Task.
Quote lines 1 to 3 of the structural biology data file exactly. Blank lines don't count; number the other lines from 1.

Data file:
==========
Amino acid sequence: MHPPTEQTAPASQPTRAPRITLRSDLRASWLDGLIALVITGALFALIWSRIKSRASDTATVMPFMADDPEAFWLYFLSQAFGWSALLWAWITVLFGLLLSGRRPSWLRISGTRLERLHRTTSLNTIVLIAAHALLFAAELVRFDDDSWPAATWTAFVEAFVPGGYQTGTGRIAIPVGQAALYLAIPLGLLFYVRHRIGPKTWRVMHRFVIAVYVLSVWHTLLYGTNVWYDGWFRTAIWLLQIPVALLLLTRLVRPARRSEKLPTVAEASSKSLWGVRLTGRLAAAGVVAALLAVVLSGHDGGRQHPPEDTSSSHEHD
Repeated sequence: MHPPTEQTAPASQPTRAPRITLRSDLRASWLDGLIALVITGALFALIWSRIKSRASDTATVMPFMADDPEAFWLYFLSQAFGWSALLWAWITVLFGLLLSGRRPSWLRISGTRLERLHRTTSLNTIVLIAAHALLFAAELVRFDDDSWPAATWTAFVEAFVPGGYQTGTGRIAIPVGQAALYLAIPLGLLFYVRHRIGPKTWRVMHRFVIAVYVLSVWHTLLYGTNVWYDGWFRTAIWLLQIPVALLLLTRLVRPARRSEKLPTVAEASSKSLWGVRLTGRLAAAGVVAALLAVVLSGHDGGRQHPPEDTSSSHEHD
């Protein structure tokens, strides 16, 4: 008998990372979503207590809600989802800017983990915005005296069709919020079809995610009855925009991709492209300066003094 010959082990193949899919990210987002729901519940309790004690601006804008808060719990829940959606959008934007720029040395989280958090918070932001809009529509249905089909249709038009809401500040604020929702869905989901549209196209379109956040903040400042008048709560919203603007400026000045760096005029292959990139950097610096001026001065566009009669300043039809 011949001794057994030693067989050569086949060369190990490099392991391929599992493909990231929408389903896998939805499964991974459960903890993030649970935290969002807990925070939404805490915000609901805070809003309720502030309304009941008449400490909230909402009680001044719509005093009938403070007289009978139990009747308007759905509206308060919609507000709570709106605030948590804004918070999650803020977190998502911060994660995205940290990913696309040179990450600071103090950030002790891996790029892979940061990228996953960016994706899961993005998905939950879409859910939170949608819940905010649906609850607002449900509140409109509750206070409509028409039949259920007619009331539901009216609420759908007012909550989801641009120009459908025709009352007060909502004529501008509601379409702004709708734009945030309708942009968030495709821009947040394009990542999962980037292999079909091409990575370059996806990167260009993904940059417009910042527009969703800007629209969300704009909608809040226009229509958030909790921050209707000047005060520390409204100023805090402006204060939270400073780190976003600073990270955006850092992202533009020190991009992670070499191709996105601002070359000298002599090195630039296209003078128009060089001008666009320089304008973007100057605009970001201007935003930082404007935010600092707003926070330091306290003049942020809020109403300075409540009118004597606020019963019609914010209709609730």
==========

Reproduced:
Amino acid sequence: MHPPTEQTAPASQPTRAPRITLRSDLRASWLDGLIALVITGALFALIWSRIKSRASDTATVMPFMADDPEAFWLYFLSQAFGWSALLWAWITVLFGLLLSGRRPSWLRISGTRLERLHRTTSLNTIVLIAAHALLFAAELVRFDDDSWPAATWTAFVEAFVPGGYQTGTGRIAIPVGQAALYLAIPLGLLFYVRHRIGPKTWRVMHRFVIAVYVLSVWHTLLYGTNVWYDGWFRTAIWLLQIPVALLLLTRLVRPARRSEKLPTVAEASSKSLWGVRLTGRLAAAGVVAALLAVVLSGHDGGRQHPPEDTSSSHEHD
Repeated sequence: MHPPTEQTAPASQPTRAPRITLRSDLRASWLDGLIALVITGALFALIWSRIKSRASDTATVMPFMADDPEAFWLYFLSQAFGWSALLWAWITVLFGLLLSGRRPSWLRISGTRLERLHRTTSLNTIVLIAAHALLFAAELVRFDDDSWPAATWTAFVEAFVPGGYQTGTGRIAIPVGQAALYLAIPLGLLFYVRHRIGPKTWRVMHRFVIAVYVLSVWHTLLYGTNVWYDGWFRTAIWLLQIPVALLLLTRLVRPARRSEKLPTVAEASSKSLWGVRLTGRLAAAGVVAALLAVVLSGHDGGRQHPPEDTSSSHEHD
């Protein structure tokens, strides 16, 4: 008998990372979503207590809600989802800017983990915005005296069709919020079809995610009855925009991709492209300066003094 010959082990193949899919990210987002729901519940309790004690601006804008808060719990829940959606959008934007720029040395989280958090918070932001809009529509249905089909249709038009809401500040604020929702869905989901549209196209379109956040903040400042008048709560919203603007400026000045760096005029292959990139950097610096001026001065566009009669300043039809 011949001794057994030693067989050569086949060369190990490099392991391929599992493909990231929408389903896998939805499964991974459960903890993030649970935290969002807990925070939404805490915000609901805070809003309720502030309304009941008449400490909230909402009680001044719509005093009938403070007289009978139990009747308007759905509206308060919609507000709570709106605030948590804004918070999650803020977190998502911060994660995205940290990913696309040179990450600071103090950030002790891996790029892979940061990228996953960016994706899961993005998905939950879409859910939170949608819940905010649906609850607002449900509140409109509750206070409509028409039949259920007619009331539901009216609420759908007012909550989801641009120009459908025709009352007060909502004529501008509601379409702004709708734009945030309708942009968030495709821009947040394009990542999962980037292999079909091409990575370059996806990167260009993904940059417009910042527009969703800007629209969300704009909608809040226009229509958030909790921050209707000047005060520390409204100023805090402006204060939270400073780190976003600073990270955006850092992202533009020190991009992670070499191709996105601002070359000298002599090195630039296209003078128009060089001008666009320089304008973007100057605009970001201007935003930082404007935010600092707003926070330091306290003049942020809020109403300075409540009118004597606020019963019609914010209709609730």